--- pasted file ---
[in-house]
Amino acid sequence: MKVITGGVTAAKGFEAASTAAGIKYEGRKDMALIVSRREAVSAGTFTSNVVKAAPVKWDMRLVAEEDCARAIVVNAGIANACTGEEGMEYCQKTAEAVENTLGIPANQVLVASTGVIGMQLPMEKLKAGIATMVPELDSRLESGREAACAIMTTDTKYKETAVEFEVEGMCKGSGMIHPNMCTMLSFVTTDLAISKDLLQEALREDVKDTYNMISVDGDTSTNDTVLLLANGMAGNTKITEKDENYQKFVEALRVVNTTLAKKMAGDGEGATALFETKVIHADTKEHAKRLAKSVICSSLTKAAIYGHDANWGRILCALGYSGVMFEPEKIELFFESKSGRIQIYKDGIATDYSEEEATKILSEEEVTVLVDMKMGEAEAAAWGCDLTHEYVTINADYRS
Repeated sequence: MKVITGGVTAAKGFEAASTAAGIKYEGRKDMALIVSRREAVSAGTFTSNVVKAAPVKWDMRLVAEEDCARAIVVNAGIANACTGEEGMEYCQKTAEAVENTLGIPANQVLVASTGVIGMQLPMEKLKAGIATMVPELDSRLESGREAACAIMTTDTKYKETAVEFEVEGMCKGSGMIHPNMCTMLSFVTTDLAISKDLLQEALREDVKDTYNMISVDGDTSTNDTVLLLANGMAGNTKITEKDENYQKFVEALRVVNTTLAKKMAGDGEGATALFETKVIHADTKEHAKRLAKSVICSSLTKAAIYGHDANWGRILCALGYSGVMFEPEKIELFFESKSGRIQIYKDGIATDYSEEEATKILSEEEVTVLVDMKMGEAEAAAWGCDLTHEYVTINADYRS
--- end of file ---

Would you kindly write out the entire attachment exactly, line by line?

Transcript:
[in-house]
Amino acid sequence: MKVITGGVTAAKGFEAASTAAGIKYEGRKDMALIVSRREAVSAGTFTSNVVKAAPVKWDMRLVAEEDCARAIVVNAGIANACTGEEGMEYCQKTAEAVENTLGIPANQVLVASTGVIGMQLPMEKLKAGIATMVPELDSRLESGREAACAIMTTDTKYKETAVEFEVEGMCKGSGMIHPNMCTMLSFVTTDLAISKDLLQEALREDVKDTYNMISVDGDTSTNDTVLLLANGMAGNTKITEKDENYQKFVEALRVVNTTLAKKMAGDGEGATALFETKVIHADTKEHAKRLAKSVICSSLTKAAIYGHDANWGRILCALGYSGVMFEPEKIELFFESKSGRIQIYKDGIATDYSEEEATKILSEEEVTVLVDMKMGEAEAAAWGCDLTHEYVTINADYRS
Repeated sequence: MKVITGGVTAAKGFEAASTAAGIKYEGRKDMALIVSRREAVSAGTFTSNVVKAAPVKWDMRLVAEEDCARAIVVNAGIANACTGEEGMEYCQKTAEAVENTLGIPANQVLVASTGVIGMQLPMEKLKAGIATMVPELDSRLESGREAACAIMTTDTKYKETAVEFEVEGMCKGSGMIHPNMCTMLSFVTTDLAISKDLLQEALREDVKDTYNMISVDGDTSTNDTVLLLANGMAGNTKITEKDENYQKFVEALRVVNTTLAKKMAGDGEGATALFETKVIHADTKEHAKRLAKSVICSSLTKAAIYGHDANWGRILCALGYSGVMFEPEKIELFFESKSGRIQIYKDGIATDYSEEEATKILSEEEVTVLVDMKMGEAEAAAWGCDLTHEYVTINADYRS